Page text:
The bullet that killed Tauris came from a 9 mm Glock, although it wasn't one purchased by Ms. Blanding. But among the weapons that Dawson provided his bodyguards were the Desert Eagle pistol and the laser-sighted Taurus, both purchased by Ms. Blanding, according to firearm records.

Law enforcement sources said another of the handguns purchased by Ms. Blanding may have been used in a separate murder and is being checked by ballistics experts at the National Alcohol, Tobacco and Firearms (ATF) laboratory in Rockville.

"This is the typical profile of a straw purchaser," said Margaret D. Moore, head of the Baltimore division of the ATF. She said as many as 25 percent of guns used in Maryland crimes are bought through straw purchases.

Many of the illegal purchasers, who in essence have sold their clean criminal record to felons looking to buy firearms, are young drug addicts and relatives of the felons. But there's always the occasional housewife or girlfriend who doesn't realize what she's getting involved in, firearms agents say.

"It's a real problem for us. I'm not trying to be sexist, but if a woman goes in to buy six high-powered semiautomatic handguns, it's a good bet she's not buying them for herself," Ms. Moore said.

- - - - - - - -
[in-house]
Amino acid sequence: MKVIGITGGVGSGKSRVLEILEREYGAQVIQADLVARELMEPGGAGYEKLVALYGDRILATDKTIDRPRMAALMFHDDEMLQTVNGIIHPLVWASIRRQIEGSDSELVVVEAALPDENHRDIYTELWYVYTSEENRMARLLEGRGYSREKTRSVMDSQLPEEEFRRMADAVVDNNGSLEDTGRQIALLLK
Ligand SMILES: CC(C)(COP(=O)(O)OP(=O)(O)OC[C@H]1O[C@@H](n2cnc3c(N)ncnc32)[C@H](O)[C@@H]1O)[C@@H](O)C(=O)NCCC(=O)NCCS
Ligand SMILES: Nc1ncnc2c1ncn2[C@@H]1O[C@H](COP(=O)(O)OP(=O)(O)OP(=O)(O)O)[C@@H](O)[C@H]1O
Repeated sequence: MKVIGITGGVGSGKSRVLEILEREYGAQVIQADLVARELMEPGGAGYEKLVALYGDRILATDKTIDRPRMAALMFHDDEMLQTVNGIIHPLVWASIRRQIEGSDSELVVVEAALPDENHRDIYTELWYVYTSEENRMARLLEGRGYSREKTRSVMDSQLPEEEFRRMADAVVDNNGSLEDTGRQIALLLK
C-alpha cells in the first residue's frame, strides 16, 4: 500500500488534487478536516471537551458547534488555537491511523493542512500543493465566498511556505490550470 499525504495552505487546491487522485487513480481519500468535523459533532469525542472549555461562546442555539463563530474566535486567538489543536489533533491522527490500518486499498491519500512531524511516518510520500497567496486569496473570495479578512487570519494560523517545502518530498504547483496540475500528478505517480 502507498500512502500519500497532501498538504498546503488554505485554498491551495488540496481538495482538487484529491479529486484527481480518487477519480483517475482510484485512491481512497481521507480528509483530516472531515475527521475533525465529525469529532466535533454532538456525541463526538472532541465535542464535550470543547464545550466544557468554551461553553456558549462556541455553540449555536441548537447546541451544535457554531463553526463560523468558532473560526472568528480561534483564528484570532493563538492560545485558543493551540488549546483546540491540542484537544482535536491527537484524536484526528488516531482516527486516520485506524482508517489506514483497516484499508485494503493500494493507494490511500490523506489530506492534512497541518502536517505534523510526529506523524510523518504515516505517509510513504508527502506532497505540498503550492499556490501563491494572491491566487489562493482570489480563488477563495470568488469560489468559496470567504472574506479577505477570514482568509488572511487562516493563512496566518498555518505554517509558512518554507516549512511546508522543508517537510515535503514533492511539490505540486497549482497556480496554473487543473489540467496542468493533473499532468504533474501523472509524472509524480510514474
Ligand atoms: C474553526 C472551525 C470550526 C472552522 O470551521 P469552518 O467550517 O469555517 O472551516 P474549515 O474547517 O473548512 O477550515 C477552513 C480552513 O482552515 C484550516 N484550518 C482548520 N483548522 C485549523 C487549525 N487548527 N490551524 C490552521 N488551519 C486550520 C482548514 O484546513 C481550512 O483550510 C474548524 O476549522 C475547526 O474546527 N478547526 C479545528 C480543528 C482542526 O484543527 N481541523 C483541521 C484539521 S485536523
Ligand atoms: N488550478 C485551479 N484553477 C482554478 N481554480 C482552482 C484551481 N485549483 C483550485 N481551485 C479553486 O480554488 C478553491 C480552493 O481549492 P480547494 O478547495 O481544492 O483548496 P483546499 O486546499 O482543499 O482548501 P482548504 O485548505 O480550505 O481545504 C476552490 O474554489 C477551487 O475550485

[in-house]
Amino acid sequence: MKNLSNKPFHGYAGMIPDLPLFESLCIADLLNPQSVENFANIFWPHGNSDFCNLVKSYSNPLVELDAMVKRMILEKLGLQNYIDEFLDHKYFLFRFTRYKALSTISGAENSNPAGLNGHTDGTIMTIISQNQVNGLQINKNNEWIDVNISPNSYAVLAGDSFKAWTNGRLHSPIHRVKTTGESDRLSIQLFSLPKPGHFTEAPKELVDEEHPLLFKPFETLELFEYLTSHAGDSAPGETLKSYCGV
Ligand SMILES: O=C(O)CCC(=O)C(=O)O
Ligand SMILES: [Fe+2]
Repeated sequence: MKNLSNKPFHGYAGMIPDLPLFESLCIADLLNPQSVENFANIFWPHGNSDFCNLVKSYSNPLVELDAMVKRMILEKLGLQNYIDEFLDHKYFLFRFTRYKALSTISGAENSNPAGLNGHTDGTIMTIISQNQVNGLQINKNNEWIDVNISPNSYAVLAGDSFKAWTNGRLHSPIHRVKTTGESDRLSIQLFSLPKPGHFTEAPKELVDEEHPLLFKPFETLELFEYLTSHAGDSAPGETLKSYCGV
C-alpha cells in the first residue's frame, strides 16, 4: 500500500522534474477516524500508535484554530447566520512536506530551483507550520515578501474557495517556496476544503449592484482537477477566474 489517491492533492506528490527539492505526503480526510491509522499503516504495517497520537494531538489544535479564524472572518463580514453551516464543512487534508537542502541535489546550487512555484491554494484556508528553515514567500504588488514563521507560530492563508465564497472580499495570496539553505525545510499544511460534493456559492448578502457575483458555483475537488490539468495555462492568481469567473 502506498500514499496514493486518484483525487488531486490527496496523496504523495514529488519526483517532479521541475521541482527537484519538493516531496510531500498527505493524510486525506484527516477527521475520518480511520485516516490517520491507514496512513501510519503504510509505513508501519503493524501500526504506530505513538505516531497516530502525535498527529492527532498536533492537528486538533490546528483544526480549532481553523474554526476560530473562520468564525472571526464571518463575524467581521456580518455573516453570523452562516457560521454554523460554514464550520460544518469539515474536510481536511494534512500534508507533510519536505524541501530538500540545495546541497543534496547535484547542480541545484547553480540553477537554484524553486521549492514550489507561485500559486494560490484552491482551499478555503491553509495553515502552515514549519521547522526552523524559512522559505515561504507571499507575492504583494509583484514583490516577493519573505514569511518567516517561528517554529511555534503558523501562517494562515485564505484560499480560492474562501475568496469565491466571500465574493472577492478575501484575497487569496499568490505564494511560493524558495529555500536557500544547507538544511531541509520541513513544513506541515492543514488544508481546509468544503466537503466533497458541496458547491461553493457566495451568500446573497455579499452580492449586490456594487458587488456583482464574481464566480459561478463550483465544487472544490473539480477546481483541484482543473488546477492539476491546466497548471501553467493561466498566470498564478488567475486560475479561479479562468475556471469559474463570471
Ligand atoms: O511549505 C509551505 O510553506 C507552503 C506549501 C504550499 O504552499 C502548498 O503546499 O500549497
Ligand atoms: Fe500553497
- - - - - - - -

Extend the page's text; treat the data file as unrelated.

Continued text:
Gun shops say they are in a bad position, because it's difficult to tell whether customers are buying guns for their own protection or to supply to a felon.

"Suppose that woman came in here to buy those guns for her and her five brothers as birthday presents. Sure, it's unlikely. But how do I know she wasn't?" said Larry DiMartino, a co-owner of the Baltimore Gunsmith shop.

Mr. DiMartino said the shop caters to a large clientele in a major city and thus some weapons are bound to be used in crimes. He pointed to signs posted on the counter at the shop warning customers that third-party or straw purchases are illegal.

In a six-month period in 1991, another woman, 22-year-old Sheila Kelly, spent $5,274 to buy eight powerful guns at Baltimore Gunsmith, according to court records. Among them were a Cobray Street Sweeper 12-gauge shotgun and a Calico assault pistol.

Court papers said the real purchaser of the guns was Anthony Jones, 18, later convicted of running an East Baltimore cocaine operation. Prosecutors said he used Ms. Kelly, whom they contend used drugs, to buy the guns because he was under 21, the minimum age to buy guns legally.

Perhaps because of straw purchases, Baltimore Gunsmith came out on top of an ATF analysis of Maryland dealers whose guns turned up in crimes between April 1993 and September 1994.

Straw purchasing is a way around gun laws prohibiting anyone convicted of a felony, or a misdemeanor crime punishable by two or more years in prison, from purchasing a handgun.